Wednesday, 07 December 2016 14:06

Razor-thin budgets hit once more with news of higher food prices in 2017

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Canadians can expect to pay on the average three to five per cent more for food in 2017, which is an increase of as much as $420 for the average family on an annual basis.


That according to the Dalhousie University’s 7th Annual edition of Canada’s Food Price Report where the distinguished Nova Scotia University gets “expertise” from four departments including computer science, management, science and agriculture.
The increase is due to both higher grocery prices and restaurant prices. In Alberta, there will be an increase, but lower than the rest of the country’s increase in part “due to a weaker economy” while Saskatchewan prices should remain relatively stagnant. The biggest jump in cost will be in vegetables, meats, fish and seafood (four to six per cent). The lowest increases will be in cereals and bakery (zero to two per cent).
With the cost of a lot of ordinary day-to-day expenditures increasing while many people are still under or unemployed, one of the areas which may come under attack is food quality.
There are a lot of problems which can be result from this increase in food costs.
The temptation will be high as we muddle through the tough daily grind, that when the price of quality food goes up, we may turn to lower quality cheaply-made or highly-processed options. These are sometimes not as nutritious options, but they do stretch ever-decreasing monthly budgets.
Restaurants which serve quality food won’t be as busy and the fast food establishments will inevitably be the benefactors.
Because of the introduction of a new carbon tax by Premier Rachel Notley, which will increase input costs for Alberta farmers, there will be rebate cheques sent out to some of those families of lower income to help offset those increases. For what it’s worth the Wildrose Party stated Dec. Dec. 7 “When the carbon tax is fully implemented, it will cost the average Alberta household over $2,500 per year.”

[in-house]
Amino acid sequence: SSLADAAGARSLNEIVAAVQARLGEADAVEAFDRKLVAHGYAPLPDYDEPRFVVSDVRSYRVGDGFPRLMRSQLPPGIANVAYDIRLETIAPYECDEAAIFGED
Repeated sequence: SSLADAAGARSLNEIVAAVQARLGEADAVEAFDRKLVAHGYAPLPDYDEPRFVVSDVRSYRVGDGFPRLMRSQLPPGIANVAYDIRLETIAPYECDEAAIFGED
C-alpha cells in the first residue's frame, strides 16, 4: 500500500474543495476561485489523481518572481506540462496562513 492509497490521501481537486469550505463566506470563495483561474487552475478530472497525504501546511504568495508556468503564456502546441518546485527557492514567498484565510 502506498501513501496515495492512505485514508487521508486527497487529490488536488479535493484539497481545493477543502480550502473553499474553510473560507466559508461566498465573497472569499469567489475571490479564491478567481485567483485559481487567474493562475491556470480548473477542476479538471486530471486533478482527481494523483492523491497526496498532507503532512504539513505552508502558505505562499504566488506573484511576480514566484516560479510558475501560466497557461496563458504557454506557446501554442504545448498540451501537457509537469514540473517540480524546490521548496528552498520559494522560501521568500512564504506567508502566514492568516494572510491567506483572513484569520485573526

Herein lies the biggest adjustment for Alberta families: attitude and a commitment to budgeting and planning. There has to be a commitment by consumers to eat healthy.
Six out of 10 Albertans in 2015 were found by the Health Quality Council of Alberta to be overweight or obese. Further, a January 2016 National Post story pointed to an Australian study which indicated those hit economically by the global recession had a 20 per cent higher risk of becoming obese. A 2009 German study found those high-in-debt people were twice as likely to be obese than those financially stable.
Why? Because those people lower their consumption of healthy foods and choose more cheaper, high-calorie foods.
The lesson here is with prices increasing, consumers who are on slim budgets need to ensure they are buying smart. If they don’t, the health costs will outweigh any benefits of buying cheap.
Ryan Dahlman is managing editor with the Prairie Post. Contact him with your comments about this opinion: This email address is being protected from spambots. You need JavaScript enabled to view it. .

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Ryan Dahlman

Managing Editor